Piecing together the community puzzle: intelligence in neighbourhood policing

Marjason, Laura (2013) Piecing together the community puzzle: intelligence in neighbourhood policing. MSc dissertation, University of Portsmouth.

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    Abstract

    This dissertation investigates how effectively the National Intelligence Model and Safer Neighbourhood Programme work together. It also assesses how community intelligence is used and what role it plays in facilitating collaboration between the two policing models. This is achieved through a case study within the Metropolitan Police Service, which focuses on Safer Neighbourhood Teams and Borough Intelligence Units. The researcher uses a combination of interviews, surveys and observations to gather evidence. The research aims not only to assess how effectively the two models work together, but also to identify barriers and issues that could be changed in the future. As the Metropolitan Police Service is planning changes to its neighbourhood policing and intelligence models, this study seeks to provide recommendations on the current model.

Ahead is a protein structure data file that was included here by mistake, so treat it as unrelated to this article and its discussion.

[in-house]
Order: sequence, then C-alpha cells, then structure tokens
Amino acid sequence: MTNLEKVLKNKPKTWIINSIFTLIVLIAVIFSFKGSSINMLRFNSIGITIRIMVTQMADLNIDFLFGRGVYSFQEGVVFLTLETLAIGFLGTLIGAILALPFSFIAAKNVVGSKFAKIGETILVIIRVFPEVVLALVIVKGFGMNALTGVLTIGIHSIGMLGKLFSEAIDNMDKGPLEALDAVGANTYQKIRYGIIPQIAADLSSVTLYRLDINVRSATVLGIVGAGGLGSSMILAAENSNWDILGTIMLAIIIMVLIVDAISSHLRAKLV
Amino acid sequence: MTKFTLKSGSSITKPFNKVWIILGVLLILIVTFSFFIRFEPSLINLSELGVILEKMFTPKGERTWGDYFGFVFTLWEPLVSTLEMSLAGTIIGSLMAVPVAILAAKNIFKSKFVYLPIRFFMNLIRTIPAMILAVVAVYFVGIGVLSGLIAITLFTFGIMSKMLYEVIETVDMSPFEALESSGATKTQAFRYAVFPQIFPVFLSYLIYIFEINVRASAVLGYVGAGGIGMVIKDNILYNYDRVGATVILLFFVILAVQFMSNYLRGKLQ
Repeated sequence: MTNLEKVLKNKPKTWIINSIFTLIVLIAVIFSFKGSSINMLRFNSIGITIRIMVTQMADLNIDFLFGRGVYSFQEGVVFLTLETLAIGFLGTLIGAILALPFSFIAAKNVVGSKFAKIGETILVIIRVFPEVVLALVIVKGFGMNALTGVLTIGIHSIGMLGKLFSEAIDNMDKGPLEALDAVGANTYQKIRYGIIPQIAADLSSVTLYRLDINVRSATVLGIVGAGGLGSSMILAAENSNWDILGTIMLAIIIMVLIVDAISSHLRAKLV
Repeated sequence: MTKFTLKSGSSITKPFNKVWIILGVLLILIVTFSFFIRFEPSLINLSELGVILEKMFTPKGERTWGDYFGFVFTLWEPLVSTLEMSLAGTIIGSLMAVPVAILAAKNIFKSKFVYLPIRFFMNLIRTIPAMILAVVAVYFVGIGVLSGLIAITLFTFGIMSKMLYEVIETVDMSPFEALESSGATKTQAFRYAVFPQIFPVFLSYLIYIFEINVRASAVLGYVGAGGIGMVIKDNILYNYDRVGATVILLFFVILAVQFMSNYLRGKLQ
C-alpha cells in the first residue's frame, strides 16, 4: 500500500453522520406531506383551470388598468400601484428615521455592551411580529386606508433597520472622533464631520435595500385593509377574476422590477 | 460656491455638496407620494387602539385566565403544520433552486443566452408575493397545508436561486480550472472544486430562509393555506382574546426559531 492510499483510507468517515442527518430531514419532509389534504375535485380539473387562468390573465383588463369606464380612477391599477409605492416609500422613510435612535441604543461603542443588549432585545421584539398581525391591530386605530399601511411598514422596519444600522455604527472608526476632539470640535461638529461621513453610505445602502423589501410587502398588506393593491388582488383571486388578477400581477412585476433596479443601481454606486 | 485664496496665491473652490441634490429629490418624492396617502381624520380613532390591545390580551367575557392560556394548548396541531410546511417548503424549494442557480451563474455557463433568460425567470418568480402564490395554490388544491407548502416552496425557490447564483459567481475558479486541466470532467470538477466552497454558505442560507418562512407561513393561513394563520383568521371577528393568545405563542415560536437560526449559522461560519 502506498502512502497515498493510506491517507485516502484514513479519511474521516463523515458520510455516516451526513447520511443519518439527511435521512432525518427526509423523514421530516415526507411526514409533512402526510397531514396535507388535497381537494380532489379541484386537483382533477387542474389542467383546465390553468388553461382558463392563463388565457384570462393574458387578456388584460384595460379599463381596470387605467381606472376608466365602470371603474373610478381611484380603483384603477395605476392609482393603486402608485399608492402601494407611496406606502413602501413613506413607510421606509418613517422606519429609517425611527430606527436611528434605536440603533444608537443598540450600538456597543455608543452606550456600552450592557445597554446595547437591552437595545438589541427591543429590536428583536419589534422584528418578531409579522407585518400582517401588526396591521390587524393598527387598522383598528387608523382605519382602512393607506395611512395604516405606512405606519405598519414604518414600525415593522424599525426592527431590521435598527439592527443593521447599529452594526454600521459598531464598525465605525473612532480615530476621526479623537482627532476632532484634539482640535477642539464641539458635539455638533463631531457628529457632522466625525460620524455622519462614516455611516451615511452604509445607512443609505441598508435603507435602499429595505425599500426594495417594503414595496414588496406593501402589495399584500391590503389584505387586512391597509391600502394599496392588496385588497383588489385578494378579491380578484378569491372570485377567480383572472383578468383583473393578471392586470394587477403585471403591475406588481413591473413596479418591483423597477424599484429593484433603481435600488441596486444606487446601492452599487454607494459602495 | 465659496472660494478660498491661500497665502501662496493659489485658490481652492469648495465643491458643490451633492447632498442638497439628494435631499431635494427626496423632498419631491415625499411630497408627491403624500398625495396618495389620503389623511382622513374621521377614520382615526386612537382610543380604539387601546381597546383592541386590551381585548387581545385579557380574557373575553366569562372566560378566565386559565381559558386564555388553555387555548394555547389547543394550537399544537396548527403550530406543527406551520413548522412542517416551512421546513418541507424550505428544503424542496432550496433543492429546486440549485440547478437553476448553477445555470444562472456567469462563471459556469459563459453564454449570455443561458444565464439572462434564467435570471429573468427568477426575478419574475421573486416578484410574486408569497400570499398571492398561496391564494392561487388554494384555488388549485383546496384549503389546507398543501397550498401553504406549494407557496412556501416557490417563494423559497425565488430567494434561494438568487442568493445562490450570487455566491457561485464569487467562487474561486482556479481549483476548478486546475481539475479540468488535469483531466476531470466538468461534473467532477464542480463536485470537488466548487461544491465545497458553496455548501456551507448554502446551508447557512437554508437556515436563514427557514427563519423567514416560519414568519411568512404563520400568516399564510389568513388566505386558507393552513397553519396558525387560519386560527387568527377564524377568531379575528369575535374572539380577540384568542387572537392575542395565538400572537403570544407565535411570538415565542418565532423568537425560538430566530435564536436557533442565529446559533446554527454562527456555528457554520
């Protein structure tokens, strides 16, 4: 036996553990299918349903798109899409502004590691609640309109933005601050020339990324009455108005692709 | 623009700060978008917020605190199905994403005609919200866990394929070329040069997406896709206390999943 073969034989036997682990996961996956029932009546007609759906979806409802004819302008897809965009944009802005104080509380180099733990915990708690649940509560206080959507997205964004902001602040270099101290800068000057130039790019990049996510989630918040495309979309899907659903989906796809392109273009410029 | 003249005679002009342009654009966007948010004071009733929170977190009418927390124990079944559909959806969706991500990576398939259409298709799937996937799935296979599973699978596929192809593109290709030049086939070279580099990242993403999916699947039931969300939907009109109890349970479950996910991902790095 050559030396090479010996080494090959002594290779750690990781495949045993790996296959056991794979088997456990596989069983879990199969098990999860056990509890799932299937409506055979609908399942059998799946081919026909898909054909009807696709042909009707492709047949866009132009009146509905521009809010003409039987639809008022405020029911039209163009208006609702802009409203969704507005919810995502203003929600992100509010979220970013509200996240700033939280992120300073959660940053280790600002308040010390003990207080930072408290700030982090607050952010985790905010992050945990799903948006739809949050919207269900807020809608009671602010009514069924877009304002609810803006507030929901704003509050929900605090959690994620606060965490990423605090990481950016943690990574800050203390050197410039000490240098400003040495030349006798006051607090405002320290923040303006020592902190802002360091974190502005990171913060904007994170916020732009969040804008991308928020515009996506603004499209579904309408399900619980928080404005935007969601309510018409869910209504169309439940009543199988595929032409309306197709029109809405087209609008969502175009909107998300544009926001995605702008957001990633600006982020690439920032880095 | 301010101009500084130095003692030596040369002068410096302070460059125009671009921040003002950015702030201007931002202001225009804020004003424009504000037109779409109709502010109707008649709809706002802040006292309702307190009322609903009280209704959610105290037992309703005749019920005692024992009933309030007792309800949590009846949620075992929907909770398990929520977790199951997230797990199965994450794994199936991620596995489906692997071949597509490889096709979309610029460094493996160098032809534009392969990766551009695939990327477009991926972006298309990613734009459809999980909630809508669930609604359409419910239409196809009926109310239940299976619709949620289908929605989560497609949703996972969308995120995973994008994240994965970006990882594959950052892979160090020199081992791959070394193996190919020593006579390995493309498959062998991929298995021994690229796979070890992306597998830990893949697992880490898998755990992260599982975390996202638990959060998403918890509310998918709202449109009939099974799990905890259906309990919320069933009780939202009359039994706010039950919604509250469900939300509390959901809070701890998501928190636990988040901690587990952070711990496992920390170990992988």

The results show that there is collaborative working between intelligence units and safer neighbourhood teams in the MPS. It identifies both good working practices and areas for improvements. It also highlights the use of community intelligence and considers its role in the MPS. Overall, the study concludes that the Safer Neighbourhood Programme and the National Intelligence Model do work together in the MPS, but this is largely dependent on individuals rather than mature processes. Community intelligence is used in the MPS, but is limited because it is reliant on effective engagement with all communities. The evidence suggests that this is not being achieved within the MPS.

    Item Type: Dissertation
    Departments/Research Groups: Faculty of Humanities and Social Sciences > Institute of Criminal Justice Studies
    Depositing User: Jane Polwin
    Date Deposited: 13 Mar 2014 11:38
    Last Modified: 28 Jan 2015 12:34
    URI: http://eprints.port.ac.uk/id/eprint/14485

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